MI and echocardiography
MI in neonatal (P2), juvenile (P7), and adult (P66) mice were performed by ligation of the LAD coronary artery as previously described53,54. Neonates and P7 mice were anaesthetized by cooling on an ice bed for 1–2 min. Lateral thoracotomy at the fourth intercostal space was achieved by blunt dissection of the intercostal muscles following skin incision. A tapered needle (C-1) attached to a 6–0 prolene suture (Ethicon) was passed through the midventricle below the origin of the LAD coronary artery and ligated to induce MI. Following ligation, thoracic wall incisions were sutured with 6.0 non-absorbable silk sutures, and the skin wound was closed. Pups were then warmed under a heat lamp for several minutes until recovery and injected with buprenorphine-SR (i.m.). Adult LAD ligation experiments were performed as described previously54. Briefly, hair was removed from the surgical site and disinfected with 70% isopropyl alcohol and povidone iodine solution. Adult mice were anesthetized with inhaled 2–5% isofluorane and intubated to the level of the carina and an adequate level of anesthesia was maintained using a Harvard ventilator. Using sterile procedures, a thoracotomy was performed to expose the heart and the proximal LAD coronary artery was permanently ligated below the middle region of the heart to obtain moderate injury using 6–0 silk sutures. The thoracic wall was closed using 3–0 silk sutures and the mice were extubated. After LAD ligation injury, mice were maintained on a heating platform (37 °C) and continuously monitored until they were fully recovered and ambulating about the cage. The hearts were collected for analysis at the designated end points. For echocardiography, conscious mice were restrained in a supine position and echocardiograms were obtained by placing the probe adjacent to the pericardial sac using a Vevo2100 machine.
RNA isolation and qPCR
RNA isolation and qPCR analysis from newt tissue was performed as previously described5. For chamber based qPCR analysis, the regenerating heart including BA, AT, and ventricle was harvested and rinsed in PBS to remove blood cells. Subsequently, the BA, AT, and ventricle were collected from heart tissue (n = 12) for further processing. RNA isolation from cultured cardiomyocytes was performed using a standard protocol as per the manufacturer’s instructions. Total RNA was isolated using the miRVANA kit (Ambion) and cDNA was made using SuperScript Reverse Strand Synthesis-III kit (Invitrogen).
Wheat germ agglutinin (WGA) staining
Cryosections were rinsed 3 times in PBS and incubated with a primary antibody against WGA conjugated to Alexa Fluor 488 (50 μg/ml, Invitrogen, CA) for 1 h at room temperature. Slides were then rinsed in PBS and DAPI staining was performed for 10 min and mounted with Vectashield mounting medium (Vector Labs, CA). Stained tissues were imaged using a LSM 510 meta confocal microscope and images were processed using Photoshop CS6 software.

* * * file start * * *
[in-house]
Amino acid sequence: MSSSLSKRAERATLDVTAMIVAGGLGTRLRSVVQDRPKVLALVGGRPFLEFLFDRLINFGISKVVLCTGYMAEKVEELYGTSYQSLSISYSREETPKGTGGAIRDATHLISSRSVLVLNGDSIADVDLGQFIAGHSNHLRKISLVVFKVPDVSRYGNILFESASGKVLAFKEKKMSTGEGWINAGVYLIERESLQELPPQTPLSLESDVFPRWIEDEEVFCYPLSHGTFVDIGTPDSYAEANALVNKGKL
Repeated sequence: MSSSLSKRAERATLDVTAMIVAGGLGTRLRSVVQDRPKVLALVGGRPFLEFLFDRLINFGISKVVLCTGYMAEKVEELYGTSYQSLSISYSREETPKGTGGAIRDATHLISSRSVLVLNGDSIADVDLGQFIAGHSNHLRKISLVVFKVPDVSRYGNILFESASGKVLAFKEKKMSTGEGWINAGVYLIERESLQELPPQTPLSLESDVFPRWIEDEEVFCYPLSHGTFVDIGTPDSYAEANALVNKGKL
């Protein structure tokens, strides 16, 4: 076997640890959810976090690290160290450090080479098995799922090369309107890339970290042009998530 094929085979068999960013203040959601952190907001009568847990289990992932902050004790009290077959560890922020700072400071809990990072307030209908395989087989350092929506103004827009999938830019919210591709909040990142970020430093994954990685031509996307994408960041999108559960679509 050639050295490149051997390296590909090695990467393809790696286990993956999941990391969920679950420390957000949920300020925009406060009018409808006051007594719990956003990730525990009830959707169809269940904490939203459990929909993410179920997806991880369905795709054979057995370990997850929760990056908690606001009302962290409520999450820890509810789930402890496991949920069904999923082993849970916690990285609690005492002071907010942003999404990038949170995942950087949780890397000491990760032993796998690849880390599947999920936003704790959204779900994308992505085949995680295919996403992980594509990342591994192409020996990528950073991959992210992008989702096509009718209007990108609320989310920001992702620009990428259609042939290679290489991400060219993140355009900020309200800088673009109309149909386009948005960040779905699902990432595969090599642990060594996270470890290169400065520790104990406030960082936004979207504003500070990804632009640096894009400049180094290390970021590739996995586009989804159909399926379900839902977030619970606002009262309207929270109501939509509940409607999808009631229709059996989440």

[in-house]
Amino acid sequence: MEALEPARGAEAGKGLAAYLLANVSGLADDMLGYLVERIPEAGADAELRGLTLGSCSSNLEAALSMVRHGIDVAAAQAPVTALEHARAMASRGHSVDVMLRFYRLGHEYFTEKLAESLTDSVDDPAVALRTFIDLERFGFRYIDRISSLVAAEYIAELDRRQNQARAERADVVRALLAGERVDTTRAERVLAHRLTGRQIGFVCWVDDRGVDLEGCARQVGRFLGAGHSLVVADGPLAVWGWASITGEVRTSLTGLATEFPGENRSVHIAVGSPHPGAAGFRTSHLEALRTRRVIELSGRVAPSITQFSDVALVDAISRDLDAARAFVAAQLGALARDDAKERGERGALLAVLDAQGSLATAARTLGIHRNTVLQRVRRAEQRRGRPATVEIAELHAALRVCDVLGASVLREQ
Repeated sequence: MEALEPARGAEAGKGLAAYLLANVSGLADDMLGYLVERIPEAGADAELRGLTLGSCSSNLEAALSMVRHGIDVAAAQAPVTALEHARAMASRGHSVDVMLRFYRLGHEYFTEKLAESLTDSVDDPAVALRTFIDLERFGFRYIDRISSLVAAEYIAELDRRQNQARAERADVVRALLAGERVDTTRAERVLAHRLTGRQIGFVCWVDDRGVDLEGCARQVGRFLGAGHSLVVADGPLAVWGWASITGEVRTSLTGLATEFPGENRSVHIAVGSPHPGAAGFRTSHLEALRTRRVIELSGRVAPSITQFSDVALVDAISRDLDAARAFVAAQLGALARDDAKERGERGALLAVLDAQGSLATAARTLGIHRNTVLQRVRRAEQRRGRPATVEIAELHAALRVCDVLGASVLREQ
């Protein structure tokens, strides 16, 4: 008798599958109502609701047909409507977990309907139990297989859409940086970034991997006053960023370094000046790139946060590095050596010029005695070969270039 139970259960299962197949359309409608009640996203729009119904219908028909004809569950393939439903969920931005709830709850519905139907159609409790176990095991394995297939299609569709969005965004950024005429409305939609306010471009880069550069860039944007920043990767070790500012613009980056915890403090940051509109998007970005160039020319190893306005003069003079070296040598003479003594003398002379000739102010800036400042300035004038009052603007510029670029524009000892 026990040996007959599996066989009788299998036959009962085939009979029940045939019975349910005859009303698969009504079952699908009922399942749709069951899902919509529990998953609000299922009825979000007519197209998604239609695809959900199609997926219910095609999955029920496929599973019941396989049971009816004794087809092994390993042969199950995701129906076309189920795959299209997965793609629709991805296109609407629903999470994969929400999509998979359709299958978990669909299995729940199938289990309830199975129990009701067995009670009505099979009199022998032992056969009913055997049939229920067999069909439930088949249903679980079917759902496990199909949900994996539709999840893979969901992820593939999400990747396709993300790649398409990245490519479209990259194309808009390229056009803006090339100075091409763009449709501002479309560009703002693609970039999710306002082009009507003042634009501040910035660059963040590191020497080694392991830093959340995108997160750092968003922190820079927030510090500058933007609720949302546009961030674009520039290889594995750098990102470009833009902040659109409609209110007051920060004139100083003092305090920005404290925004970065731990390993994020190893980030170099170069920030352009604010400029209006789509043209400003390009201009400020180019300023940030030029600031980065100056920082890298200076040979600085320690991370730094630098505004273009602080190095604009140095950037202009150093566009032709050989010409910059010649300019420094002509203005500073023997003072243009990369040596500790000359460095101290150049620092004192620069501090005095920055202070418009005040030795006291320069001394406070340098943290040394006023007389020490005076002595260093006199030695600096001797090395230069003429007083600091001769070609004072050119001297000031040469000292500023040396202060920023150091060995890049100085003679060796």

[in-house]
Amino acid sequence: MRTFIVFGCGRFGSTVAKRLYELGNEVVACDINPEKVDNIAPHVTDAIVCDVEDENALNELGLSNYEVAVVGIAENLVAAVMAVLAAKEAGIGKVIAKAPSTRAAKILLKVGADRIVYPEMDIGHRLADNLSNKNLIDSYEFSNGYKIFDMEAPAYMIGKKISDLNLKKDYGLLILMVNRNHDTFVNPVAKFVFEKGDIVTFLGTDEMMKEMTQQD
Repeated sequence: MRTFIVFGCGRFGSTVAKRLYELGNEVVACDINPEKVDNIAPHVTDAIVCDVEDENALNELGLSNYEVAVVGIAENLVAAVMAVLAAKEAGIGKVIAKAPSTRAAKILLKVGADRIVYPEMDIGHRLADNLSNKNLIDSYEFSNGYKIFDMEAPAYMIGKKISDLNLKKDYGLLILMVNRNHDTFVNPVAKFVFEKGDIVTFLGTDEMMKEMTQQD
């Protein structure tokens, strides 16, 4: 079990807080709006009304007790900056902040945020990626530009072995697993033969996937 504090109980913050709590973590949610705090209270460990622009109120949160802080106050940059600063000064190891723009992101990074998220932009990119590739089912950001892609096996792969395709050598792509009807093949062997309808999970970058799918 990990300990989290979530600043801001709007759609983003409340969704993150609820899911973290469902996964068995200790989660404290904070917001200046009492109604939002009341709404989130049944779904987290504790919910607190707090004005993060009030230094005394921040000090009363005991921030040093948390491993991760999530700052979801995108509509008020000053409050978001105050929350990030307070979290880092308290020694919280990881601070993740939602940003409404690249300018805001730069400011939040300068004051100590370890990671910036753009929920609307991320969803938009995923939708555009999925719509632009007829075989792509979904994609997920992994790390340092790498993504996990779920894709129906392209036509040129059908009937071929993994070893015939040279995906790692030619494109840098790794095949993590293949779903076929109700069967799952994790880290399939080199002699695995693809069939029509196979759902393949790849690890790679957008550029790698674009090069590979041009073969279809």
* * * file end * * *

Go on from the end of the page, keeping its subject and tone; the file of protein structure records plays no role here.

Lineage tracing studies
For lineage tracing, we used the αMHC:CreERT2 mouse strain and crossed the mice with Rosa26-SmoM2/YFP mice. To lineage label the pre-existing cardiomyocytes, we injected 4-hydroxytamoxifen in neonates at P0, P3, and P6 prior to MI. Following TM-injection, all the cardiomyocytes express EGFP and were labeled green. Control and SmoM2-YFPfl/+ mice received intraperitoneal injections of EdU (25 µg/g) and sacrificed at the time periods described. Immunohistochemical techniques were performed to detect the lineage-labeled cells as described above.
Mouse ventricular cardiomyocyte isolation
Ventricular cardiomyocytes were isolated using previously published protocols55. Briefly, ventricles were dissected from P1 pups, minced in CBFHH (calcium and bicarbonate-free Hanks with Hepes) buffer. Subsequently, the minced ventricles were digested in CBFHH buffer containing 1.75 mg/ml of trypsin and 20 µg/ml of DNaseII (Sigma-Aldrich). Cells were preplated for 1 h (3 times) onto 100-mm primaria (Corning Life Sciences) dishes in culture medium containing 10% serum to remove fibroblasts. Unattached cardiomyocytes were plated at a desired density. Using this protocol, we routinely obtained >85–90% cardiomyocytes (confirmed using immunohistochemical techniques and an α-actinin antibody). After 12 h, the culture medium was changed and cells were subjected to the different treatments (SAG; 4 µg/ml and CyA; 5 µg/ml) and analyzed. For apoptotic pathway inhibition, neonatal cardiomyocytes were treated with SAG with or without the cell permeable small molecule inhibitor (Z-VAD-FMK; R&D Systems). For the EdU incorporation assay, cardiomyocytes were incubated with 20 µM EdU for 48 h and fixed using 4% PFA for 10 min at room temperature. P7 cardiomyocytes were isolated using a similar protocol as that of the P1 cardiomyocyte isolation protocol with modifications including the perfusion based tissue digestion using collagenase type 2 enzyme solution. We consistently obtained >95% rod-shaped binucleated cardiomyocytes using this protocol. For qPCR and FACS analysis, cells were harvested using trypsin and processed for further analysis. For the time-lapse microscopic experiments, isolated P7 mCherry + cardiomyocytes were plated on a glass-bottom Petri dish coated with fibronectin. After 2 h of attachment, the medium was changed (containing DMSO or SAG) and the Petri dish was placed in the environmental chamber for imaging. Adult cardiomyocyte isolation was performed as described previously53. Briefly, the adult heart tissue was dissociated by perfusion of a collagenase type 2 enzyme solution. Isolated cardiomyocytes were cultured in 1% serum medium in the presence of DMSO or SAG. For the EdU incorporation assay, cardiomyocytes were incubated with 20 µM EdU for 48 h and fixed using 4% PFA for 10 min at room temperature.